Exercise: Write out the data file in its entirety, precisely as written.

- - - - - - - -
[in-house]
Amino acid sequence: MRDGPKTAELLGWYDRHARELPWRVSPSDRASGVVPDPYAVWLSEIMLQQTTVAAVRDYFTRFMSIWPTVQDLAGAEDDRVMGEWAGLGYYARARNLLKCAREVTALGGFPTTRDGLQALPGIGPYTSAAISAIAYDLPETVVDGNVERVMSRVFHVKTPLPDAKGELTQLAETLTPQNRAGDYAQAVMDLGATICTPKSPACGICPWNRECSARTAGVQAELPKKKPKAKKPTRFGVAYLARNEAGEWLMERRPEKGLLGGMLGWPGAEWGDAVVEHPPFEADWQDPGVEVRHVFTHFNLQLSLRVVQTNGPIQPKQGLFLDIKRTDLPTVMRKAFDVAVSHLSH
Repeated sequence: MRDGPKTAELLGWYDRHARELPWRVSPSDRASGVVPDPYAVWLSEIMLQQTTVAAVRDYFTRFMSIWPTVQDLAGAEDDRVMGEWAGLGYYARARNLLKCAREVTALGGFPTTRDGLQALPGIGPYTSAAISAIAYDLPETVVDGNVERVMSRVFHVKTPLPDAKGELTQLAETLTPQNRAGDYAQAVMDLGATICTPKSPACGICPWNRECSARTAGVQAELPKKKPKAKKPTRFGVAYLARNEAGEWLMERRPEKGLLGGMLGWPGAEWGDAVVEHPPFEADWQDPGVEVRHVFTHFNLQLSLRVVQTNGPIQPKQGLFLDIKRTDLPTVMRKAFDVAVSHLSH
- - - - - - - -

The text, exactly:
[in-house]
Amino acid sequence: MRDGPKTAELLGWYDRHARELPWRVSPSDRASGVVPDPYAVWLSEIMLQQTTVAAVRDYFTRFMSIWPTVQDLAGAEDDRVMGEWAGLGYYARARNLLKCAREVTALGGFPTTRDGLQALPGIGPYTSAAISAIAYDLPETVVDGNVERVMSRVFHVKTPLPDAKGELTQLAETLTPQNRAGDYAQAVMDLGATICTPKSPACGICPWNRECSARTAGVQAELPKKKPKAKKPTRFGVAYLARNEAGEWLMERRPEKGLLGGMLGWPGAEWGDAVVEHPPFEADWQDPGVEVRHVFTHFNLQLSLRVVQTNGPIQPKQGLFLDIKRTDLPTVMRKAFDVAVSHLSH
Repeated sequence: MRDGPKTAELLGWYDRHARELPWRVSPSDRASGVVPDPYAVWLSEIMLQQTTVAAVRDYFTRFMSIWPTVQDLAGAEDDRVMGEWAGLGYYARARNLLKCAREVTALGGFPTTRDGLQALPGIGPYTSAAISAIAYDLPETVVDGNVERVMSRVFHVKTPLPDAKGELTQLAETLTPQNRAGDYAQAVMDLGATICTPKSPACGICPWNRECSARTAGVQAELPKKKPKAKKPTRFGVAYLARNEAGEWLMERRPEKGLLGGMLGWPGAEWGDAVVEHPPFEADWQDPGVEVRHVFTHFNLQLSLRVVQTNGPIQPKQGLFLDIKRTDLPTVMRKAFDVAVSHLSH